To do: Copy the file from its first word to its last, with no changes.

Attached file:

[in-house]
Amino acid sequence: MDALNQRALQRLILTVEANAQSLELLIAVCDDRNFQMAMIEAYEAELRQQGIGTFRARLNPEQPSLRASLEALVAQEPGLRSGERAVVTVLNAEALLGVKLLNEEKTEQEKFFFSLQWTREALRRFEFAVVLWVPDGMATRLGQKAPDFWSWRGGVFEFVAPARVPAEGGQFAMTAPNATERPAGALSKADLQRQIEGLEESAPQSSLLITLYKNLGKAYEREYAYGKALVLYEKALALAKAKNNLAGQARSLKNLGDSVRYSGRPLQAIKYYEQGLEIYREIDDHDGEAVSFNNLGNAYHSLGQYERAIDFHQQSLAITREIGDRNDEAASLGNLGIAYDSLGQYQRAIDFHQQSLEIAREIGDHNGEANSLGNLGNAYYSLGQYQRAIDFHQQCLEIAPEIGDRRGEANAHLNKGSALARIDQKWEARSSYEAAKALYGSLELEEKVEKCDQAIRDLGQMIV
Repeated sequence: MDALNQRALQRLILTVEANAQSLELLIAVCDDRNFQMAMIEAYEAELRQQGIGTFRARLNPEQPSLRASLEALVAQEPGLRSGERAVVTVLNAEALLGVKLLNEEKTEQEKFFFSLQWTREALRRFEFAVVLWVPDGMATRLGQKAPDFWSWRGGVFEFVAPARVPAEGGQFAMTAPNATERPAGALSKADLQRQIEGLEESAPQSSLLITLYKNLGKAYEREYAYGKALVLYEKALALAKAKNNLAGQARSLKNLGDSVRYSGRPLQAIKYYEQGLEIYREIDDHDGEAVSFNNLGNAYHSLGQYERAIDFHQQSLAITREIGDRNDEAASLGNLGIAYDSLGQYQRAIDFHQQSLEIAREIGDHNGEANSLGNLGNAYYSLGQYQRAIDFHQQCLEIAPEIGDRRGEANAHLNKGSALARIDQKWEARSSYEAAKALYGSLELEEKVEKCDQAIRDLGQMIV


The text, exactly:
[in-house]
Amino acid sequence: MDALNQRALQRLILTVEANAQSLELLIAVCDDRNFQMAMIEAYEAELRQQGIGTFRARLNPEQPSLRASLEALVAQEPGLRSGERAVVTVLNAEALLGVKLLNEEKTEQEKFFFSLQWTREALRRFEFAVVLWVPDGMATRLGQKAPDFWSWRGGVFEFVAPARVPAEGGQFAMTAPNATERPAGALSKADLQRQIEGLEESAPQSSLLITLYKNLGKAYEREYAYGKALVLYEKALALAKAKNNLAGQARSLKNLGDSVRYSGRPLQAIKYYEQGLEIYREIDDHDGEAVSFNNLGNAYHSLGQYERAIDFHQQSLAITREIGDRNDEAASLGNLGIAYDSLGQYQRAIDFHQQSLEIAREIGDHNGEANSLGNLGNAYYSLGQYQRAIDFHQQCLEIAPEIGDRRGEANAHLNKGSALARIDQKWEARSSYEAAKALYGSLELEEKVEKCDQAIRDLGQMIV
Repeated sequence: MDALNQRALQRLILTVEANAQSLELLIAVCDDRNFQMAMIEAYEAELRQQGIGTFRARLNPEQPSLRASLEALVAQEPGLRSGERAVVTVLNAEALLGVKLLNEEKTEQEKFFFSLQWTREALRRFEFAVVLWVPDGMATRLGQKAPDFWSWRGGVFEFVAPARVPAEGGQFAMTAPNATERPAGALSKADLQRQIEGLEESAPQSSLLITLYKNLGKAYEREYAYGKALVLYEKALALAKAKNNLAGQARSLKNLGDSVRYSGRPLQAIKYYEQGLEIYREIDDHDGEAVSFNNLGNAYHSLGQYERAIDFHQQSLAITREIGDRNDEAASLGNLGIAYDSLGQYQRAIDFHQQSLEIAREIGDHNGEANSLGNLGNAYYSLGQYQRAIDFHQQCLEIAPEIGDRRGEANAHLNKGSALARIDQKWEARSSYEAAKALYGSLELEEKVEKCDQAIRDLGQMIV